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Rep. Scott Tipton’s 2013 Report Card

Representative from Colorado's 3rd District
Republican
Serving Jan 5, 2011 – Jan 3, 2021


These year-end statistics cover Tipton’s record during the 2013 legislative year (Jan 3, 2013-Dec 26, 2013) and compare him to other representatives serving at the end of that period. Last updated on Dec 1, 2014. On Dec. 1, 2014, the statistics were updated to remove Sen. Schatz from the list of Senate sophomores. Schatz only served for several days in the preceding Congress.

A higher or lower number below doesn’t necessarily make this legislator any better or worse, or more or less effective, than other Members of Congress. We present these statistics for you to understand the quantitative aspects of Tipton’s legislative career and make your own judgements based on what activities you think are important.

Keep in mind that there are many important aspects of being a legislator besides what can be measured, such as constituent services and performing oversight of the executive branch, which aren’t reflected here.

 

Cosponsored the fewest bills compared to Colorado Delegation

Tipton cosponsored 101 bills and resolutions introduced by other Members of Congress. Cosponsorship shows a willingness to work with others to advance policy goals. View Cosponsored Bills »

Compare to all Colorado Delegation (0th percentile); House Sophomores (12th percentile); House Republicans (24th percentile); Safe House Seats (17th percentile); All Representatives (16th percentile).


 

Joined bipartisan bills the least often compared to Colorado Delegation

Of the 101 bills that Tipton cosponsored, 5% were introduced by a legislator who was not a Republican. View Cosponsored Bills »

Compare to all Colorado Delegation (0th percentile); House Sophomores (24th percentile); House Republicans (27th percentile); Safe House Seats (16th percentile); All Representatives (14th percentile).

Only Democratic and Republican Members of Congress who cosponsored more than 10 bills and resolutions are included in this statistic.


 

Introduced the 2nd fewest bills compared to Colorado Delegation (tied with 1 other)

Tipton introduced 10 bills and resolutions in 2013. View Bills »

Compare to all Colorado Delegation (14th percentile); House Sophomores (61st percentile); House Republicans (57th percentile); Safe House Seats (57th percentile); All Representatives (57th percentile).


 

Got influential cosponsors the 5th most often compared to House Sophomores (tied with 4 others)

4 of Tipton’s bills and resolutions in 2013 had a cosponsor who was a chair or ranking member of a committee that the bill was referred to. Getting support from committee leaders on relevant committees is a crucial step in moving legislation forward.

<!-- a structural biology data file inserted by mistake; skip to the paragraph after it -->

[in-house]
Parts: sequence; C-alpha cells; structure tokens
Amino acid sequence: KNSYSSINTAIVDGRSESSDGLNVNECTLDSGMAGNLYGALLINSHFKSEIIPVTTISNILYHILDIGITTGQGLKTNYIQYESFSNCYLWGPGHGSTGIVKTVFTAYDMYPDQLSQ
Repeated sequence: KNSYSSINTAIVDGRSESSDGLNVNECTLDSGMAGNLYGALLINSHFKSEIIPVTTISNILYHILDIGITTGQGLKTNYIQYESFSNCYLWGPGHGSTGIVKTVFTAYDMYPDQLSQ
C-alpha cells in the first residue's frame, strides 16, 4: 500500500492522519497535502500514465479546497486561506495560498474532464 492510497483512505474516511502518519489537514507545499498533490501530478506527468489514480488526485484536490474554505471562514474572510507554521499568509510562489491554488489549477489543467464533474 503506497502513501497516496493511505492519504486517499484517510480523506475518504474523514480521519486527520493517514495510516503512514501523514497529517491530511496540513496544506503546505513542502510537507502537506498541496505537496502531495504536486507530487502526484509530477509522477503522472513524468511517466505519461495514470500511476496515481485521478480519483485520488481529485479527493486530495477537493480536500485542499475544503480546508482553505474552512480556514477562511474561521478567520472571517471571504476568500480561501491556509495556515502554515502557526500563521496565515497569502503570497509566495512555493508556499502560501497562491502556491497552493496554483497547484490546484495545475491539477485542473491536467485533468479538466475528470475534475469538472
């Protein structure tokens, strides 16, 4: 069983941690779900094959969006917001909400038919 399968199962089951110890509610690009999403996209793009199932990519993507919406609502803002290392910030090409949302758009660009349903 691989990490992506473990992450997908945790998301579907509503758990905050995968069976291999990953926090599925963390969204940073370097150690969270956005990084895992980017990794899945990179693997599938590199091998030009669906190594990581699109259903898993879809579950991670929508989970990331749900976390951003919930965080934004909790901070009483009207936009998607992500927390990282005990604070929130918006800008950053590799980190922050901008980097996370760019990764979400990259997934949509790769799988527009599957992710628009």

Those bills were: H.R. 678: Bureau of Reclamation Small Conduit ...; H.R. 818: Healthy Forest Management and Wildfire ...; H.R. 1658: Native American Indian Education Act; H.R. 3189: Water Rights Protection Act

Compare to all Colorado Delegation (71st percentile); House Sophomores (89th percentile); House Republicans (88th percentile); Safe House Seats (85th percentile); All Representatives (86th percentile).


 

Got their bills out of committee the 21st most often compared to All Representatives (tied with 13 others)

Most bills and resolutions languish in committee without any action. Tipton introduced 3 bills in 2013 that got past committee and to the floor for consideration.

Those bills were: H.R. 678: Bureau of Reclamation Small Conduit ...; H.R. 1394: Planning for American Energy Act ...; H.R. 3189: Water Rights Protection Act

Compare to all Colorado Delegation (86th percentile); House Sophomores (88th percentile); House Republicans (87th percentile); Safe House Seats (92nd percentile); All Representatives (92nd percentile).


 

Got bicameral support on the 19th most bills compared to House Republicans (tied with 19 others)

The House and Senate often work on the same issue simultaneously by introducing companion bills in each chamber. 3 of Tipton’s bills and resolutions had a companion bill in the Senate. Working with a sponsor in the other chamber makes a bill more likely to be passed by both the House and Senate.

Those bills were: H.R. 678: Bureau of Reclamation Small Conduit ...; H.R. 2970: Good Samaritan Cleanup of Abandoned ...; H.R. 3189: Water Rights Protection Act

Compare to all Colorado Delegation (71st percentile); House Sophomores (89th percentile); House Republicans (84th percentile); Safe House Seats (82nd percentile); All Representatives (82nd percentile).

Companion bills are those that are identified as “identical” by Congress’s Congressional Research Service.


 

Laws Enacted

Tipton introduced 1 bill that became law in 2013. Keep in mind that it takes a law to repeal a law. Very few bills ever become law. View Enacted Bills »

Those bills were: H.R. 678: Bureau of Reclamation Small Conduit ...

Compare to all Colorado Delegation (71st percentile); House Sophomores (88th percentile); House Republicans (84th percentile); Safe House Seats (90th percentile); All Representatives (90th percentile).